Bush footy could save remote communities

An Australian Rules football competition in Central Australia’s bush communities could boost the health and wellbeing of Aboriginal people, according to a Charles Darwin University researcher.

Northern Institute Indigenous social researcher Professor Barry Judd said an on-country football league was needed with support from the AFL.

Prof Judd, a descendant of the Pitjantjatjara people and a leading scholar on Aboriginal participation in Australian sport, has spent several years observing the social impact of Australian Rules on Indigenous Australia and how participation in organised sport affects identity and everyday life in remote communities.

He said a number of social issues could be linked to football’s existing structure in Central Australia, which funnels many games into Alice Springs.

“Young men come to Alice Springs to play or watch football and don’t go home,” he said.

“This can lead to overcrowding in town camps, people running out of money for food, and law and order issues that contribute to the high number of Indigenous men who end up in jail.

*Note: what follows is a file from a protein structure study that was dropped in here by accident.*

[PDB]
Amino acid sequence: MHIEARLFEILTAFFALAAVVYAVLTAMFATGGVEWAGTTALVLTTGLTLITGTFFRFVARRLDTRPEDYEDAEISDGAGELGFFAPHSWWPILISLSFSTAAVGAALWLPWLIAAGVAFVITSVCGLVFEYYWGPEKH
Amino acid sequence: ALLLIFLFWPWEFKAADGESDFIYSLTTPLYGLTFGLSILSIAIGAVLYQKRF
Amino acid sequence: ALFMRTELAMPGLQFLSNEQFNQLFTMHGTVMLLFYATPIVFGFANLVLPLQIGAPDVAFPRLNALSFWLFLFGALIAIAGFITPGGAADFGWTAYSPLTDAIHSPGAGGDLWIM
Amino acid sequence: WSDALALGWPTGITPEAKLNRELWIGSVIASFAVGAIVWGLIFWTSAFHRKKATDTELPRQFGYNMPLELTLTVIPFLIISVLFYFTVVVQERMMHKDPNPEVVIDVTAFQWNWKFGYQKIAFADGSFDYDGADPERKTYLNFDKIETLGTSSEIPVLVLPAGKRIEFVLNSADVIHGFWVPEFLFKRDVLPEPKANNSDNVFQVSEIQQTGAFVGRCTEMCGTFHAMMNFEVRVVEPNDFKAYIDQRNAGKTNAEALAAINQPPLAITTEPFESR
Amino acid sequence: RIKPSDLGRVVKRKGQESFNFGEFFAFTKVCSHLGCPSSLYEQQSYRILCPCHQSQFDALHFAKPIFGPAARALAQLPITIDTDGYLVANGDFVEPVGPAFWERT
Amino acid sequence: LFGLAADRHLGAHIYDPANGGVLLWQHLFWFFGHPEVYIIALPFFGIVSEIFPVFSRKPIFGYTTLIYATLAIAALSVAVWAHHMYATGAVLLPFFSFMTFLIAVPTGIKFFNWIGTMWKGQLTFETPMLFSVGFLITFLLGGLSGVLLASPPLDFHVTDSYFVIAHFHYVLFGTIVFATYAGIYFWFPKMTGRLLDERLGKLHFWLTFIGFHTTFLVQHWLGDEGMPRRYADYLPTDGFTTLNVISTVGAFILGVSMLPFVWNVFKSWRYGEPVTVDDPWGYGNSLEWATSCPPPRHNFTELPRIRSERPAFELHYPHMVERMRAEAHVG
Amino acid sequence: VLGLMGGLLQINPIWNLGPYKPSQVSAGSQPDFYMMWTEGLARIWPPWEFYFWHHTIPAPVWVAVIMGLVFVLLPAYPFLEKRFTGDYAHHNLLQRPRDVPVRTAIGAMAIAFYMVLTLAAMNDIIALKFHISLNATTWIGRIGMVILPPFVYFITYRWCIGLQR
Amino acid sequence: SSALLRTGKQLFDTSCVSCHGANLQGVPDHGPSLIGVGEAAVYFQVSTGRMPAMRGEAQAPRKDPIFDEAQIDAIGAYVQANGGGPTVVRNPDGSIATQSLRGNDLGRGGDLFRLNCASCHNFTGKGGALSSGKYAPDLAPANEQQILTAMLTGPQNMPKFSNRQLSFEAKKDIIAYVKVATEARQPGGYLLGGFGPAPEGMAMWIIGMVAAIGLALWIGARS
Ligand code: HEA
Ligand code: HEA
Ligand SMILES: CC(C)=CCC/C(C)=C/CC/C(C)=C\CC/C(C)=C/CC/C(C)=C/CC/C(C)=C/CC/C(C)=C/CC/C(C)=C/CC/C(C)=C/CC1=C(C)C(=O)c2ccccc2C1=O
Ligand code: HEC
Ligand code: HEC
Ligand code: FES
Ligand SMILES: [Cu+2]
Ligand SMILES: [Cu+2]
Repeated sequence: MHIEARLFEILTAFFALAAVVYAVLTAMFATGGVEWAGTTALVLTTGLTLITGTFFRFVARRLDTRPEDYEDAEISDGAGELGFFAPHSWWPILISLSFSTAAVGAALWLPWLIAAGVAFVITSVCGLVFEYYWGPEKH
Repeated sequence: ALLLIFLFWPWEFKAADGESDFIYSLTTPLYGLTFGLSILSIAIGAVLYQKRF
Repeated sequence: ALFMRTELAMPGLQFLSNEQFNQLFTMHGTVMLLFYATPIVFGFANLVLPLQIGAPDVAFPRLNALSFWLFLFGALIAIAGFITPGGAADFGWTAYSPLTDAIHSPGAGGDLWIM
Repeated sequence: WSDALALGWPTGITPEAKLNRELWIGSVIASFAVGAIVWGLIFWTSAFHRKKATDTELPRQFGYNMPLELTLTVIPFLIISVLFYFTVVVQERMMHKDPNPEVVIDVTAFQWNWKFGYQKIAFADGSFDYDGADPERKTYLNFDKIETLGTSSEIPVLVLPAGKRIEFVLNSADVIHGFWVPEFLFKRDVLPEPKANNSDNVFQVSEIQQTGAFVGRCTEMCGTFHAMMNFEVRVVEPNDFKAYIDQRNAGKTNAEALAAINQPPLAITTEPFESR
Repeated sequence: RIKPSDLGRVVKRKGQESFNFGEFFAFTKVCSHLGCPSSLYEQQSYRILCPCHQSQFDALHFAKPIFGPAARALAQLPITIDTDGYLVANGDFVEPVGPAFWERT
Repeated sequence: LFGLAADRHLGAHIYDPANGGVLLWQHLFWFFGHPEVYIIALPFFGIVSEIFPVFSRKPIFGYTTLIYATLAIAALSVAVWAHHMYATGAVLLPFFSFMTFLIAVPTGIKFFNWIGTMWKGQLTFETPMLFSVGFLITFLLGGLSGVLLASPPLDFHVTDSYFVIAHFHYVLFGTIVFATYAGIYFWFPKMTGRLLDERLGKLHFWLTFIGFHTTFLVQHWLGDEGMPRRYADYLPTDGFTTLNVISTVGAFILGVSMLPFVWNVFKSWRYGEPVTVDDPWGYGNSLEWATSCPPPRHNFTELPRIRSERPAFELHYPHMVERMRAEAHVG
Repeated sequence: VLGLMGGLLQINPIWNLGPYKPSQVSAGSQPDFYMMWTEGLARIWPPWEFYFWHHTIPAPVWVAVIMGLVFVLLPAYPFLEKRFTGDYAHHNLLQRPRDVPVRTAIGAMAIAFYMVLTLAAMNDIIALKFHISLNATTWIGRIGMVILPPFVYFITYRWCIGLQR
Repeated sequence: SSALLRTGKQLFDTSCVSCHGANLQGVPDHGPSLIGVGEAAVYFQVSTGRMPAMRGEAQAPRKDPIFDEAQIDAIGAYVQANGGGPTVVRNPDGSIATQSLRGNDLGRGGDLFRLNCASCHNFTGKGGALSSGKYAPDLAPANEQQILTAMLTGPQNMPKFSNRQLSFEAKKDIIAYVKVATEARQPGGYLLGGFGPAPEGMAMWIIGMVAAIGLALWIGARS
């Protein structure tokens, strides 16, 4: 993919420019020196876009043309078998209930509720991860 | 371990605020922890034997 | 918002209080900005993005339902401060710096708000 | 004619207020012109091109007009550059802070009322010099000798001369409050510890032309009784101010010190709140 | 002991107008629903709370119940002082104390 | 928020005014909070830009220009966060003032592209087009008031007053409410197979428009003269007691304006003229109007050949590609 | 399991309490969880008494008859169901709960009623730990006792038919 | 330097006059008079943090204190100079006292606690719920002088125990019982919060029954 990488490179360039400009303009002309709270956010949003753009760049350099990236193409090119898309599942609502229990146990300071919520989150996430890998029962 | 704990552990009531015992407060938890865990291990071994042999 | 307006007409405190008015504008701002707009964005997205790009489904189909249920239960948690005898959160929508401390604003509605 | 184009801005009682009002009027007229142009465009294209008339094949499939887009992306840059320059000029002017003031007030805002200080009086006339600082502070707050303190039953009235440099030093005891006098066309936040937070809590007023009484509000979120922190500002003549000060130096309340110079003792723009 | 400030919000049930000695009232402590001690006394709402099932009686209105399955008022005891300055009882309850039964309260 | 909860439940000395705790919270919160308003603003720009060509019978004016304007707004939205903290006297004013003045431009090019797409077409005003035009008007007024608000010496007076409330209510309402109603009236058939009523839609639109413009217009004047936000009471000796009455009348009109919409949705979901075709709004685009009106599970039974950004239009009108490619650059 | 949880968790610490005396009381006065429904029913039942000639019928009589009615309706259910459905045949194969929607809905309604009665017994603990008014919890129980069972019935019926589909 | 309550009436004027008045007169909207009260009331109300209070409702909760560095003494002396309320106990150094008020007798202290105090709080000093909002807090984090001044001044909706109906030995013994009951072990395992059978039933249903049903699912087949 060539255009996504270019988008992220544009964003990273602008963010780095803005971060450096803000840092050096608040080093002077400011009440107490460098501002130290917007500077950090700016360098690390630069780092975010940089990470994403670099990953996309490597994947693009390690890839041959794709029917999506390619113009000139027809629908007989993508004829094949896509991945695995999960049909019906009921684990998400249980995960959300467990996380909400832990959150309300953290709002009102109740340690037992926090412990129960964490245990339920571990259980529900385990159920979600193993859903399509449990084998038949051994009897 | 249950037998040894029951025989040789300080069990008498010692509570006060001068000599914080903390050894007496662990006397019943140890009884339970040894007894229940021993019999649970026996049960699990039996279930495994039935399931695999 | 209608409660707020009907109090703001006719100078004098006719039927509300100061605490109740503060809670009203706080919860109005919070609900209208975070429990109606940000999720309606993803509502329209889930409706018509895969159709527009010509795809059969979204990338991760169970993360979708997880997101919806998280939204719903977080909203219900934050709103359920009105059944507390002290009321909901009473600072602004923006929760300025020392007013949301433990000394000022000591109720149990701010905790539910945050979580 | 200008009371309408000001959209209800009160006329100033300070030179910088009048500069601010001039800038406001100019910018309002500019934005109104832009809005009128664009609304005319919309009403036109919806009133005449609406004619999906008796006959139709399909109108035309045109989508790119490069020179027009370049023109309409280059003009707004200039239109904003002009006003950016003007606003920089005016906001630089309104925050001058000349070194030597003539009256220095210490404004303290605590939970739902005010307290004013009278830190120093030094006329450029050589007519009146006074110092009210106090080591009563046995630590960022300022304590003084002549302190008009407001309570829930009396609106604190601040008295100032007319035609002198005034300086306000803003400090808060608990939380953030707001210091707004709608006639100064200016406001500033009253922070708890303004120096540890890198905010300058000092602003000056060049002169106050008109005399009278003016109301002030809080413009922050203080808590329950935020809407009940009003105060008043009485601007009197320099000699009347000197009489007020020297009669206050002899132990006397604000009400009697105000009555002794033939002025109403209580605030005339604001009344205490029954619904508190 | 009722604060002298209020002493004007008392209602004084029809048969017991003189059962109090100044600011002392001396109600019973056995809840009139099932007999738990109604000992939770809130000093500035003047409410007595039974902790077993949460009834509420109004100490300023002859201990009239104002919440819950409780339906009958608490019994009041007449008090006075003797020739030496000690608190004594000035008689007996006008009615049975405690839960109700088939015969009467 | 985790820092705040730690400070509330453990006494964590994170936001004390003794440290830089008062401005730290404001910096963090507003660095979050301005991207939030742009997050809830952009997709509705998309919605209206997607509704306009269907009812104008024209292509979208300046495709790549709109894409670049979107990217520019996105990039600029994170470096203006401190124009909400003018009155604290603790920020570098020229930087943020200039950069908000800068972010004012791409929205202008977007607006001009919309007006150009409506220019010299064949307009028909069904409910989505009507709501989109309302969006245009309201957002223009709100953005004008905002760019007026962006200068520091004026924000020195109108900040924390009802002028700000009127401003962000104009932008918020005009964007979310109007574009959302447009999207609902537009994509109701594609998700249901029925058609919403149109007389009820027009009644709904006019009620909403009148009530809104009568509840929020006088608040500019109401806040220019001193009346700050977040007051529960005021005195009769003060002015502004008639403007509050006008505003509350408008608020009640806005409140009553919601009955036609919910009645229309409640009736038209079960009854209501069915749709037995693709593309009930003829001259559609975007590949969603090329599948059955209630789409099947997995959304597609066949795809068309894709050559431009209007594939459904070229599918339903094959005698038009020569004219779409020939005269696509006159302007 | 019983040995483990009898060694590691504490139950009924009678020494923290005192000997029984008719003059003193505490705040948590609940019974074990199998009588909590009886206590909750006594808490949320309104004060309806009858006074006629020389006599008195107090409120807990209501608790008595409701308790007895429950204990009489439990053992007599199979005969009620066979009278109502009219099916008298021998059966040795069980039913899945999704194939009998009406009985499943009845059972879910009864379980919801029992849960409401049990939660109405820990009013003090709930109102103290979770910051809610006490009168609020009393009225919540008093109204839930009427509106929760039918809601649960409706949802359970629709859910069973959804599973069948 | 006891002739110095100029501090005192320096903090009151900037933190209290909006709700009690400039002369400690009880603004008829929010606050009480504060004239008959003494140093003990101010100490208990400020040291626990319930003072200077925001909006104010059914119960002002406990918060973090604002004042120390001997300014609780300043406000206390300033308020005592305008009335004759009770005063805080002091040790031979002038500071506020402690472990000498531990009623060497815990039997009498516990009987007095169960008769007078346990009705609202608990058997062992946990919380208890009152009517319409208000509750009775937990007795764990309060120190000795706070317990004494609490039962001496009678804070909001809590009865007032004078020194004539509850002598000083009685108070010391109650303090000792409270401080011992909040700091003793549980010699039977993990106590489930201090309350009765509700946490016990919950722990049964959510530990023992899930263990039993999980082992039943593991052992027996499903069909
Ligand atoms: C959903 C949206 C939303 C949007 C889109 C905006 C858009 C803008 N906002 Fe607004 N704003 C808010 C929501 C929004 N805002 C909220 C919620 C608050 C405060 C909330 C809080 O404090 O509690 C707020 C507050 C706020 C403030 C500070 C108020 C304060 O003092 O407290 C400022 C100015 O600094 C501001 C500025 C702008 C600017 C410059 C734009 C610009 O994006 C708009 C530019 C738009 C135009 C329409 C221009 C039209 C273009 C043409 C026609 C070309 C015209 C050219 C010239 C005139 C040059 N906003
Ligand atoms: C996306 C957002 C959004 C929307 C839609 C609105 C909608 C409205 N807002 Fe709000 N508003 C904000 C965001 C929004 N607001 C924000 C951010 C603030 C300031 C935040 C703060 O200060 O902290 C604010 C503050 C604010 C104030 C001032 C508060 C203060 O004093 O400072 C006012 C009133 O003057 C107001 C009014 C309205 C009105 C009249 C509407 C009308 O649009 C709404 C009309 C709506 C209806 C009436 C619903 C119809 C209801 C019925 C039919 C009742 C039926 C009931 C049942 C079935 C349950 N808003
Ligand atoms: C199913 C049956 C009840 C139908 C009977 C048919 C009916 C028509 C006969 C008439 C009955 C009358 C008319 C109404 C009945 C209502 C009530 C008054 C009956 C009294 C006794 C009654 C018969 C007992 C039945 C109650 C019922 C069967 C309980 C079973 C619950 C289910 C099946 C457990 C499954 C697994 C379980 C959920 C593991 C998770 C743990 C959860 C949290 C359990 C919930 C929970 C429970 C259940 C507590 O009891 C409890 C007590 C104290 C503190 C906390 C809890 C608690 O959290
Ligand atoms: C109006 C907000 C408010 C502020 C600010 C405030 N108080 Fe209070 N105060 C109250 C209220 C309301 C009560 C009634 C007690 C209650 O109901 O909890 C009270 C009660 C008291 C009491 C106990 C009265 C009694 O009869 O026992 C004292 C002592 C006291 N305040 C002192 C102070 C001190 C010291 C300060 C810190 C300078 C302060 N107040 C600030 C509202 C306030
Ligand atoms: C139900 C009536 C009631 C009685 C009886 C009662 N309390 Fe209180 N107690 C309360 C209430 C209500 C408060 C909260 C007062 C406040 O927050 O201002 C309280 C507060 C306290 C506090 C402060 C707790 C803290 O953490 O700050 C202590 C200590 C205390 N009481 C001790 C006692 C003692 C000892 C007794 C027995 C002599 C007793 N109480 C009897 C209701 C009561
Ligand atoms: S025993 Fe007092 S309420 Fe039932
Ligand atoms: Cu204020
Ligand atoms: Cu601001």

“We could minimise risk by reducing the number of trips these young fellas make to Alice to play football in a way that is similar to how the game is structured in Top End communities and Arnhem Land.”

Prof Judd speculated that a “bush league” might comprise six or eight teams from communities west and north-west of Alice Springs competing in a home-and-away format followed by a short finals series.

“We have the expertise to study and analyse such a football competition and to track changes in wellbeing, but what’s needed is a supporter who’s prepared to invest in on-country football over a number of years,” he said.

“Football has a positive impact on the lives of young Aboriginal men by keeping them fit and on the right path, but it could do so much more if we took the time to restructure football in Central Australia.”


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